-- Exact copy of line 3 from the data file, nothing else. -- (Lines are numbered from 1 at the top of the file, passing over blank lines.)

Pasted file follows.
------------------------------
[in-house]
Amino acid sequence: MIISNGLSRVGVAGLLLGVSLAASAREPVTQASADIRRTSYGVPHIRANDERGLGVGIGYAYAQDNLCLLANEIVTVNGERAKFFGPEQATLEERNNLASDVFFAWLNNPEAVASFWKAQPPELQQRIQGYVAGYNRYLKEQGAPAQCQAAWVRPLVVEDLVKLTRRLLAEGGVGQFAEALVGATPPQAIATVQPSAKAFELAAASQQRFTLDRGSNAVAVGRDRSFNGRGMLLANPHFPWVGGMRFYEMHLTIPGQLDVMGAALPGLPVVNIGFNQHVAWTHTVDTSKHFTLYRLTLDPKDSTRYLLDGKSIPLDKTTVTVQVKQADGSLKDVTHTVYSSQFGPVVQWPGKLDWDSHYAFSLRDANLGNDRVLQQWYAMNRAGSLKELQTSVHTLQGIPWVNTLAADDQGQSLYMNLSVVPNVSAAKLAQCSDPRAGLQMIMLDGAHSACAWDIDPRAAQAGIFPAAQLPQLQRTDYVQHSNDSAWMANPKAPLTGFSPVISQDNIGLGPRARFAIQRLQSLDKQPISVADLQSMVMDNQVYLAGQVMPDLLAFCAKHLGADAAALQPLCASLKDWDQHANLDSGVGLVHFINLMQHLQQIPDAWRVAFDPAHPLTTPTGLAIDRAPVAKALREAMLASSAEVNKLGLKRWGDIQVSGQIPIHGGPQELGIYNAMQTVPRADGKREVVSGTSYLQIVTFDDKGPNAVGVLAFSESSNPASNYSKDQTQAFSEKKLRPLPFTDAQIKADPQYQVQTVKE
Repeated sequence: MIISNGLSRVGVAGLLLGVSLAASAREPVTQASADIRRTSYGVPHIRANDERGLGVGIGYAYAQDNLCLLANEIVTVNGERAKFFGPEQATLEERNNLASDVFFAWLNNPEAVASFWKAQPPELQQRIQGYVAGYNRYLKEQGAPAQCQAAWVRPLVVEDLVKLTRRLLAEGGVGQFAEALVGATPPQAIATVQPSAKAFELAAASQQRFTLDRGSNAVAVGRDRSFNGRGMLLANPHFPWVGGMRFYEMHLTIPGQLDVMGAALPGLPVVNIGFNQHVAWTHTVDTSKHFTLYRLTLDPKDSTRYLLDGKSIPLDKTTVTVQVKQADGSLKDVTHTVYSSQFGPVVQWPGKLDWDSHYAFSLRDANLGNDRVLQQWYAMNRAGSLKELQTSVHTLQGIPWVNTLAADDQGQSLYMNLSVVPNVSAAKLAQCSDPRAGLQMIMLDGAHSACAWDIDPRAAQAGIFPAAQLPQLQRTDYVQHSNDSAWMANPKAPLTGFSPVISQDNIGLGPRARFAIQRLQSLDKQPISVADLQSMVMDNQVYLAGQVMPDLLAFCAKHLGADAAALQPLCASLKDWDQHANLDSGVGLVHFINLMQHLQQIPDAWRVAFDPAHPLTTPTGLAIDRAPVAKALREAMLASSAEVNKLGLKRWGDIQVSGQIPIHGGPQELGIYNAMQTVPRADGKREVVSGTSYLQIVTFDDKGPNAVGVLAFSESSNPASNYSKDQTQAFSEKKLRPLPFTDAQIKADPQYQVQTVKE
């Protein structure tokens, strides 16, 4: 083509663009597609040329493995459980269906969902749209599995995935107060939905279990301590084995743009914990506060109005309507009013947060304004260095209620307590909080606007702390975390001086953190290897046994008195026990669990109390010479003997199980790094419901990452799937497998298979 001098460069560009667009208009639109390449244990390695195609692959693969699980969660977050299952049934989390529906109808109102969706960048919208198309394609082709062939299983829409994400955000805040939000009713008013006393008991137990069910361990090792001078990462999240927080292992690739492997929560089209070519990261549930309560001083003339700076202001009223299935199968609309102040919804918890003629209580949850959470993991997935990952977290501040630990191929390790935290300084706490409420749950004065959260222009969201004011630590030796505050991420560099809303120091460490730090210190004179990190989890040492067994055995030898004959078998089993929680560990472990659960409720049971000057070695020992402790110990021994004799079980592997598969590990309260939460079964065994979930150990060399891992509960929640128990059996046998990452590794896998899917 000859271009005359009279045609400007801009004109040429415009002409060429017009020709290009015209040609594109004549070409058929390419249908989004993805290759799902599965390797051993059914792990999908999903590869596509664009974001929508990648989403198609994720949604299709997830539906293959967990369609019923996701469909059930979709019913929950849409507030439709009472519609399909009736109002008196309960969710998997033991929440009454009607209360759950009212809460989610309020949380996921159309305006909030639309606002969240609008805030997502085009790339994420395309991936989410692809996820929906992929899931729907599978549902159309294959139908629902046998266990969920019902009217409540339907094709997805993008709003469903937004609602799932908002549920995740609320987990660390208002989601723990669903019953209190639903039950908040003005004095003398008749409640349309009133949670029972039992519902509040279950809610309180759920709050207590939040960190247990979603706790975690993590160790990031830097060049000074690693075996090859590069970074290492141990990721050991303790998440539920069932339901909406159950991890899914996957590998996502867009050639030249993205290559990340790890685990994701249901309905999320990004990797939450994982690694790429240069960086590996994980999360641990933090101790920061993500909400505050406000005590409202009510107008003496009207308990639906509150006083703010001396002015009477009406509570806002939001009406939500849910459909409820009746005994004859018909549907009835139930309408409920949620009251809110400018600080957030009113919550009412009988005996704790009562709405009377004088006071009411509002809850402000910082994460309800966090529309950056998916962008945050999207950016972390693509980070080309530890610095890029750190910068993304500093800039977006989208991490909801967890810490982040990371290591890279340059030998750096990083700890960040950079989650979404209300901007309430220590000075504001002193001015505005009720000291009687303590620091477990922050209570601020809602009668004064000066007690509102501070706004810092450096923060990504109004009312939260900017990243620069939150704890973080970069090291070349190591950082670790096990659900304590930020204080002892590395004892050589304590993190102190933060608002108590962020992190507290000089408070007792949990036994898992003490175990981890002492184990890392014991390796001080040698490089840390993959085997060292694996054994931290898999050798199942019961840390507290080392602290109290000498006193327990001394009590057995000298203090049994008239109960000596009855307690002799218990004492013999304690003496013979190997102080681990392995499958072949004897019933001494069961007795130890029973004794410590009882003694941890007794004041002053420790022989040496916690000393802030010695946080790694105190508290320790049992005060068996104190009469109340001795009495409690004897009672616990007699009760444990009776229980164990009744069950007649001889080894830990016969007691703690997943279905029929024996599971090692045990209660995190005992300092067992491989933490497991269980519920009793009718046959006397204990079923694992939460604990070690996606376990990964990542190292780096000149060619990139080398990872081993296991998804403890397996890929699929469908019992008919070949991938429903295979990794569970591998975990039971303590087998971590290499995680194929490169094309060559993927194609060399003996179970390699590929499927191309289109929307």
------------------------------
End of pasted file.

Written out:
Repeated sequence: MIISNGLSRVGVAGLLLGVSLAASAREPVTQASADIRRTSYGVPHIRANDERGLGVGIGYAYAQDNLCLLANEIVTVNGERAKFFGPEQATLEERNNLASDVFFAWLNNPEAVASFWKAQPPELQQRIQGYVAGYNRYLKEQGAPAQCQAAWVRPLVVEDLVKLTRRLLAEGGVGQFAEALVGATPPQAIATVQPSAKAFELAAASQQRFTLDRGSNAVAVGRDRSFNGRGMLLANPHFPWVGGMRFYEMHLTIPGQLDVMGAALPGLPVVNIGFNQHVAWTHTVDTSKHFTLYRLTLDPKDSTRYLLDGKSIPLDKTTVTVQVKQADGSLKDVTHTVYSSQFGPVVQWPGKLDWDSHYAFSLRDANLGNDRVLQQWYAMNRAGSLKELQTSVHTLQGIPWVNTLAADDQGQSLYMNLSVVPNVSAAKLAQCSDPRAGLQMIMLDGAHSACAWDIDPRAAQAGIFPAAQLPQLQRTDYVQHSNDSAWMANPKAPLTGFSPVISQDNIGLGPRARFAIQRLQSLDKQPISVADLQSMVMDNQVYLAGQVMPDLLAFCAKHLGADAAALQPLCASLKDWDQHANLDSGVGLVHFINLMQHLQQIPDAWRVAFDPAHPLTTPTGLAIDRAPVAKALREAMLASSAEVNKLGLKRWGDIQVSGQIPIHGGPQELGIYNAMQTVPRADGKREVVSGTSYLQIVTFDDKGPNAVGVLAFSESSNPASNYSKDQTQAFSEKKLRPLPFTDAQIKADPQYQVQTVKE